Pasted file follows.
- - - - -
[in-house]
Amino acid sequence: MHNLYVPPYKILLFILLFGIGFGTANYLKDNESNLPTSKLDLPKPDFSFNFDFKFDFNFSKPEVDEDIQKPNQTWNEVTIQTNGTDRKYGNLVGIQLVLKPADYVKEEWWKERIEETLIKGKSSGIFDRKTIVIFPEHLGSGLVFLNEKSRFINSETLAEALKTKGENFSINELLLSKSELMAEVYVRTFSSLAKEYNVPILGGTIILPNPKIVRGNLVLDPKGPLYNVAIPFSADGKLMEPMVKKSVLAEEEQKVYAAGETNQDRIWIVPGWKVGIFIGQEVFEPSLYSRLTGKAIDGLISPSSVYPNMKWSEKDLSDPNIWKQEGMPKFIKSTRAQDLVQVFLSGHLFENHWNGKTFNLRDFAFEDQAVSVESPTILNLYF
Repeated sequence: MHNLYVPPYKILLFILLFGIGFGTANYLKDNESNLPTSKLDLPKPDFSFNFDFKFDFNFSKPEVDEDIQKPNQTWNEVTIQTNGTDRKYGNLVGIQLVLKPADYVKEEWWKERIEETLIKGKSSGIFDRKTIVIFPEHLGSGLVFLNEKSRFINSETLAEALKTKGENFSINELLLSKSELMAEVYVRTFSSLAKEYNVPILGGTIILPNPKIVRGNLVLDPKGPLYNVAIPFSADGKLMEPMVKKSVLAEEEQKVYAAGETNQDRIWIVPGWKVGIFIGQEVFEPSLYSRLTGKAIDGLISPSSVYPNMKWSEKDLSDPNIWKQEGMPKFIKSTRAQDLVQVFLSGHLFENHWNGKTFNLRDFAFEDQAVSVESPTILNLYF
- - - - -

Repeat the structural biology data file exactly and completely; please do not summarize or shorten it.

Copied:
[in-house]
Amino acid sequence: MHNLYVPPYKILLFILLFGIGFGTANYLKDNESNLPTSKLDLPKPDFSFNFDFKFDFNFSKPEVDEDIQKPNQTWNEVTIQTNGTDRKYGNLVGIQLVLKPADYVKEEWWKERIEETLIKGKSSGIFDRKTIVIFPEHLGSGLVFLNEKSRFINSETLAEALKTKGENFSINELLLSKSELMAEVYVRTFSSLAKEYNVPILGGTIILPNPKIVRGNLVLDPKGPLYNVAIPFSADGKLMEPMVKKSVLAEEEQKVYAAGETNQDRIWIVPGWKVGIFIGQEVFEPSLYSRLTGKAIDGLISPSSVYPNMKWSEKDLSDPNIWKQEGMPKFIKSTRAQDLVQVFLSGHLFENHWNGKTFNLRDFAFEDQAVSVESPTILNLYF
Repeated sequence: MHNLYVPPYKILLFILLFGIGFGTANYLKDNESNLPTSKLDLPKPDFSFNFDFKFDFNFSKPEVDEDIQKPNQTWNEVTIQTNGTDRKYGNLVGIQLVLKPADYVKEEWWKERIEETLIKGKSSGIFDRKTIVIFPEHLGSGLVFLNEKSRFINSETLAEALKTKGENFSINELLLSKSELMAEVYVRTFSSLAKEYNVPILGGTIILPNPKIVRGNLVLDPKGPLYNVAIPFSADGKLMEPMVKKSVLAEEEQKVYAAGETNQDRIWIVPGWKVGIFIGQEVFEPSLYSRLTGKAIDGLISPSSVYPNMKWSEKDLSDPNIWKQEGMPKFIKSTRAQDLVQVFLSGHLFENHWNGKTFNLRDFAFEDQAVSVESPTILNLYF